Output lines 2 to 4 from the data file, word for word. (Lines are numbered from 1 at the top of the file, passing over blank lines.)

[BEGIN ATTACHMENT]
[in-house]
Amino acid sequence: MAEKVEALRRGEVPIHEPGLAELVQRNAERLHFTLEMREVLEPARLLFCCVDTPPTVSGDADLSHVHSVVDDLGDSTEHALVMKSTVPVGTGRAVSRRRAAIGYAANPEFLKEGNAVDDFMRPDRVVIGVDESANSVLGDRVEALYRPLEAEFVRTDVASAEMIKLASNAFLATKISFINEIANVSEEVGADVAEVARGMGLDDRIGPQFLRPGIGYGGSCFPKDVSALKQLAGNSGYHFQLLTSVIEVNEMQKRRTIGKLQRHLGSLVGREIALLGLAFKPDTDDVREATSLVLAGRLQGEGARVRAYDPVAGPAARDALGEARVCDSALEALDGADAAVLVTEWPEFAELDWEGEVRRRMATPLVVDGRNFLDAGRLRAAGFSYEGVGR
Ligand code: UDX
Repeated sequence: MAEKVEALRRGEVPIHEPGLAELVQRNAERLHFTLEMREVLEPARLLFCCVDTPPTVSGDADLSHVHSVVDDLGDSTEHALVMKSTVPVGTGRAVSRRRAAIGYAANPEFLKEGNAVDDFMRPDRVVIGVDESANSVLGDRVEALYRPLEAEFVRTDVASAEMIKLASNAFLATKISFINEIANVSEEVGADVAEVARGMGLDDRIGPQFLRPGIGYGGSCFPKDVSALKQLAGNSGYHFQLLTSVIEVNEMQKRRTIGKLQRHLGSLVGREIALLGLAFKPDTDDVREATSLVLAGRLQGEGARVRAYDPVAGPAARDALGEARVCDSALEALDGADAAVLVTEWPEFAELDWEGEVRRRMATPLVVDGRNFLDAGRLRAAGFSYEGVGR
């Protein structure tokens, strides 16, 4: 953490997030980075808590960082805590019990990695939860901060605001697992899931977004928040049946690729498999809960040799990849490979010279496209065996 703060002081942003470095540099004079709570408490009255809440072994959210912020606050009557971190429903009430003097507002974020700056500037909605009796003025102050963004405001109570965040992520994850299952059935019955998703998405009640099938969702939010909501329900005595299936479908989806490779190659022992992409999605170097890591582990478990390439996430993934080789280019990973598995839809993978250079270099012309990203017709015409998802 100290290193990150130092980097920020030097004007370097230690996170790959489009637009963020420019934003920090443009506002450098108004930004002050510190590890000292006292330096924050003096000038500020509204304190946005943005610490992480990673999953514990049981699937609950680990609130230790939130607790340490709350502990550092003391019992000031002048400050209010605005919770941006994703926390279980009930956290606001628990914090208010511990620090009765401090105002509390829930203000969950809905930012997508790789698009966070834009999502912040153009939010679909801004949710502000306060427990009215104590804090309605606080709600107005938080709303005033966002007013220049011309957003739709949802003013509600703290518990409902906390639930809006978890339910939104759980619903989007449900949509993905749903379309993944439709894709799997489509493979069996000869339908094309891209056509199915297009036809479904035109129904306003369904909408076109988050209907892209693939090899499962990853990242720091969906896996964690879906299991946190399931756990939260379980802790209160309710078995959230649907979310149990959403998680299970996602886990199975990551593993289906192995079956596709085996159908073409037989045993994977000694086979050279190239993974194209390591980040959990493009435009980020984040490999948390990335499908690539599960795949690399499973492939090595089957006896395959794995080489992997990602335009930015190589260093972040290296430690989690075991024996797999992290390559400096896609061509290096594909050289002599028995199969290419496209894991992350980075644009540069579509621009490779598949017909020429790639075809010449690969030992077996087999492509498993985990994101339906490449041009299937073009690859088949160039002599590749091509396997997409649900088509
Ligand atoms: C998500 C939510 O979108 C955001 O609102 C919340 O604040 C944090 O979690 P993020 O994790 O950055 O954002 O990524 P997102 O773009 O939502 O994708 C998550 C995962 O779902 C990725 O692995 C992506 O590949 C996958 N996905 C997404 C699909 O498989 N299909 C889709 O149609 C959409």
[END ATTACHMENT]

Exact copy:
Amino acid sequence: MAEKVEALRRGEVPIHEPGLAELVQRNAERLHFTLEMREVLEPARLLFCCVDTPPTVSGDADLSHVHSVVDDLGDSTEHALVMKSTVPVGTGRAVSRRRAAIGYAANPEFLKEGNAVDDFMRPDRVVIGVDESANSVLGDRVEALYRPLEAEFVRTDVASAEMIKLASNAFLATKISFINEIANVSEEVGADVAEVARGMGLDDRIGPQFLRPGIGYGGSCFPKDVSALKQLAGNSGYHFQLLTSVIEVNEMQKRRTIGKLQRHLGSLVGREIALLGLAFKPDTDDVREATSLVLAGRLQGEGARVRAYDPVAGPAARDALGEARVCDSALEALDGADAAVLVTEWPEFAELDWEGEVRRRMATPLVVDGRNFLDAGRLRAAGFSYEGVGR
Ligand code: UDX
Repeated sequence: MAEKVEALRRGEVPIHEPGLAELVQRNAERLHFTLEMREVLEPARLLFCCVDTPPTVSGDADLSHVHSVVDDLGDSTEHALVMKSTVPVGTGRAVSRRRAAIGYAANPEFLKEGNAVDDFMRPDRVVIGVDESANSVLGDRVEALYRPLEAEFVRTDVASAEMIKLASNAFLATKISFINEIANVSEEVGADVAEVARGMGLDDRIGPQFLRPGIGYGGSCFPKDVSALKQLAGNSGYHFQLLTSVIEVNEMQKRRTIGKLQRHLGSLVGREIALLGLAFKPDTDDVREATSLVLAGRLQGEGARVRAYDPVAGPAARDALGEARVCDSALEALDGADAAVLVTEWPEFAELDWEGEVRRRMATPLVVDGRNFLDAGRLRAAGFSYEGVGR